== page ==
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Creating community: tightly knit or loosely woven?

Posted by Melissa on August 7, 2008

[This is a guest post by my colleague Melissa Eblen-Zayas, also of Carleton Physics and Astronomy]

Recently I’ve been thinking a lot about community, and in particular the sense of community that develops among students in various academic programs. Two somewhat different things have triggered my thoughts— the first being an e-mail with a brief assessment of a cohort program in the sciences we piloted for this first time this past year at Carleton. This program aims to develop a cohort of students, all of whom are interested in math and science, but because of their backgrounds, these students may face additional challenges in their entry to science at Carleton. The goal is to create a supportive community that will help see these students through what can be a rocky transition and encourage them to successfully pursue their interests in math and science. The structure of the program is such that the entire cohort participates in a first year seminar their first term as well as a weekly colloquium that runs throughout the year. Students then chose to take additional science courses in both winter and spring terms, but because of diverse interests of the group, there is significant branching of the cohort after the first term.

I was involved in some of the early discussions about how to structure this program, and one of the challenges we considered was how to best support students when, after the first term, their interests lead them into a variety of different science classes. In particular, we don’t have large enough numbers to ensure that there are 10 students from the cohort in, for example, an introductory physics class. Rather there may only be two or three students. One of the things I feel is important is to make sure that the tightly knit cohort finds ways to connect into the other communities that exist in the sciences here at Carleton–the network of juniors and seniors who have already declared their majors, the informal groups that form during tutoring sessions, etc. Of course, these broader settings do not always provide a welcoming environment for students with particular backgrounds, and the cohort program is a response to some of these challenges. Providing tightly knit support for these students while still weaving them into the broader communities of science at the college is crucial, in my mind, for successful long-term community building.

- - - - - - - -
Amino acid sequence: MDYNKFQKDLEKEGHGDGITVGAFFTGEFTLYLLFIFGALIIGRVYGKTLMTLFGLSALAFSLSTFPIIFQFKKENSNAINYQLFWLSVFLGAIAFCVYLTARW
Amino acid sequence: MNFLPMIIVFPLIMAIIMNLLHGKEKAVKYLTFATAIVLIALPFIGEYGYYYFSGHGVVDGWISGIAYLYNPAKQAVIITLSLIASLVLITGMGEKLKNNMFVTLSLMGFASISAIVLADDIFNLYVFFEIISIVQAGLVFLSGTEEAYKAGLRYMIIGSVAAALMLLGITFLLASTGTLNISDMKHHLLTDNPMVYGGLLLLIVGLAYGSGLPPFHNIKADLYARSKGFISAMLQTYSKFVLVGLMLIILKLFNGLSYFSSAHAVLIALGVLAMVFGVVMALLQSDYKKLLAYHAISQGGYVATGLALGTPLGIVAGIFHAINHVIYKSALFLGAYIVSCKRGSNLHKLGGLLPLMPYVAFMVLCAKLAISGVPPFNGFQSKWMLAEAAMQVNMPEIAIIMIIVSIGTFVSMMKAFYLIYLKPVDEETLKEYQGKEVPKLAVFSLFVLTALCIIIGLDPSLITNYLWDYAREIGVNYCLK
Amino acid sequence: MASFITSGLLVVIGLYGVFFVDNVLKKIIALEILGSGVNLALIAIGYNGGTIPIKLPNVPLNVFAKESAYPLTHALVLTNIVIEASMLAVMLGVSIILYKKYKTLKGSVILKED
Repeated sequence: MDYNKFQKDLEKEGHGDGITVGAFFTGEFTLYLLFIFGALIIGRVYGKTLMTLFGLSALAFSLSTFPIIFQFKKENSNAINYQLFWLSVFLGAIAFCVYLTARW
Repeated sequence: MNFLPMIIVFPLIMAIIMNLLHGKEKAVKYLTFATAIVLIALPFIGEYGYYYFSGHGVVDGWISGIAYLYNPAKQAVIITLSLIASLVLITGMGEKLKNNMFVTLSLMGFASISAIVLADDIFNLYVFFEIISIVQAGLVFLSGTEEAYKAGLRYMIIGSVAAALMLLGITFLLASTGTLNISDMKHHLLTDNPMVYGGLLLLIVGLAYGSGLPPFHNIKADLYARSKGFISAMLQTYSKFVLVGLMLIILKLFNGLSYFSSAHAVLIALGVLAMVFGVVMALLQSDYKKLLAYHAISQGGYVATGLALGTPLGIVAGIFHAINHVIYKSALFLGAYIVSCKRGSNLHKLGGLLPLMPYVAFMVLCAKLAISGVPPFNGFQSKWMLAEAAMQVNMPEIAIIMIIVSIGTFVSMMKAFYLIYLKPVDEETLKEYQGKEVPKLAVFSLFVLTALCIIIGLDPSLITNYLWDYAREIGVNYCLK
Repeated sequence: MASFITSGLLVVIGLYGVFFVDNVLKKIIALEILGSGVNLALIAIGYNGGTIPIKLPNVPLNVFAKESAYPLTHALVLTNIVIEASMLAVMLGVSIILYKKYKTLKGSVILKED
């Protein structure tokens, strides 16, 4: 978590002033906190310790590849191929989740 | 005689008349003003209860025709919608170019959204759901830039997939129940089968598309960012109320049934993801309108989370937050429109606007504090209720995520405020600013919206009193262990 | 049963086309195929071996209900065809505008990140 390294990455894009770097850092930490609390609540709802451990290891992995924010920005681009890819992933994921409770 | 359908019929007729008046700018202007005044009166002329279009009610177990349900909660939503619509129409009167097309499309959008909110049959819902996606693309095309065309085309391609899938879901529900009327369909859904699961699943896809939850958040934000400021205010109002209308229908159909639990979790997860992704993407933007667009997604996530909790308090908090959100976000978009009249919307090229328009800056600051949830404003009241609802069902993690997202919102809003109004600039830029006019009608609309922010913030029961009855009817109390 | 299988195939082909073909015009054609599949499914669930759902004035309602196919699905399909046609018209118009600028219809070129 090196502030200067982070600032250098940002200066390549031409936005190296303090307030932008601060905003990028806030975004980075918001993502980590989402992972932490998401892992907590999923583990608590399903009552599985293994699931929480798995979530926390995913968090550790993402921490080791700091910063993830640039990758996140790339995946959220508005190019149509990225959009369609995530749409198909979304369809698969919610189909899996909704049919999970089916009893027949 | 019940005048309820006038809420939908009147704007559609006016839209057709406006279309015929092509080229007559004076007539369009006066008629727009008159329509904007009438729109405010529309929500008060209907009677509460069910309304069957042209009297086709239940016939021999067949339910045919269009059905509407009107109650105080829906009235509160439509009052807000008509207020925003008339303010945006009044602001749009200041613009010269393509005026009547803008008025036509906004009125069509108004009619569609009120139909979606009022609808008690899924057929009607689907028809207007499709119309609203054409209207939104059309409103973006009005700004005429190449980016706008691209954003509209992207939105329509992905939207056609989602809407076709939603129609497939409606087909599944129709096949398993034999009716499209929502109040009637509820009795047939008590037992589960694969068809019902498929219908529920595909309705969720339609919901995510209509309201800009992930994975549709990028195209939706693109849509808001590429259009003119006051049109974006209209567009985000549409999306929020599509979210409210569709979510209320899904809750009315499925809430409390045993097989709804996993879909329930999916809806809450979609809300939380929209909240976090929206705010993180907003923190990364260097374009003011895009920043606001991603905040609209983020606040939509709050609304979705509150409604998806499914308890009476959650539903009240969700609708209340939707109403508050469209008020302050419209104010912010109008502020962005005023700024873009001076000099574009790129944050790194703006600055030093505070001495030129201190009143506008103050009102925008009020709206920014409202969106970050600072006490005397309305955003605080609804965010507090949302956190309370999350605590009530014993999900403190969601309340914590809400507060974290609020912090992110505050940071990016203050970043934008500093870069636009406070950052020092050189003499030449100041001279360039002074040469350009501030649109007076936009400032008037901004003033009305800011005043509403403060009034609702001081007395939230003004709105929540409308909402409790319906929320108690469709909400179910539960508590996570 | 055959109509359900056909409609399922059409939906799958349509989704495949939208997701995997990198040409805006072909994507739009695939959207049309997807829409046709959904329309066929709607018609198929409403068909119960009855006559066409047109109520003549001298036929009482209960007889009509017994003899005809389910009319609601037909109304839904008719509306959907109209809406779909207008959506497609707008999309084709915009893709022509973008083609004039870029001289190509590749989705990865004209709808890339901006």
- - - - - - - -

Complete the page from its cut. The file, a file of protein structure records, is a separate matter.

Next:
The second moment that triggered my consideration of community came from reviewing data that my colleague Cindy Blaha received from the office of institutional research in conjunction with work on an institutional grant proposal. These figures showed the gender breakdown of various science majors since 1970. Needless to say, the data for physics, as usual, was discouraging. Sure, we do slightly better than the national average, but chemistry, geology, and biology are all nearly 50% women majors, while physics has averaged about 27% women majors over the past eight years. When these numbers come up, Cindy and I often talk about the students (both male and female, but perhaps more female) who walk away from the physics major stating frankly that they “want a life.” Of these students, some sub-group chooses instead to major in biology or chemistry. I am often puzzled by this sub-group because all of the sciences at Carleton are demanding, and I find it hard to believe that you can have any more or less of a life if you are a biology major than if you are a physics major. What is it about the physics community that is less than attractive? Wouldn’t being part of a close knit group of 15-20 majors be as attractive as being one of 50-60 majors in the biology department? As I’ve been thinking about it, I have begun to wonder if perhaps our physics community at Carleton is too tightly knit. Our majors (from my perspective) appear to enjoy working collaboratively with each other, spending time in Olin enthusiastically exploring physics, and also finding time for fun. But what if a student doesn’t want to wear as a badge of honor the number of all-nighters pulled in Olin or doesn’t want to cram his or her schedule with as many physics electives as possible? Is the biology department attractive because there isn’t a monolithic group of “biology majors”, but rather a larger, more loosely woven community?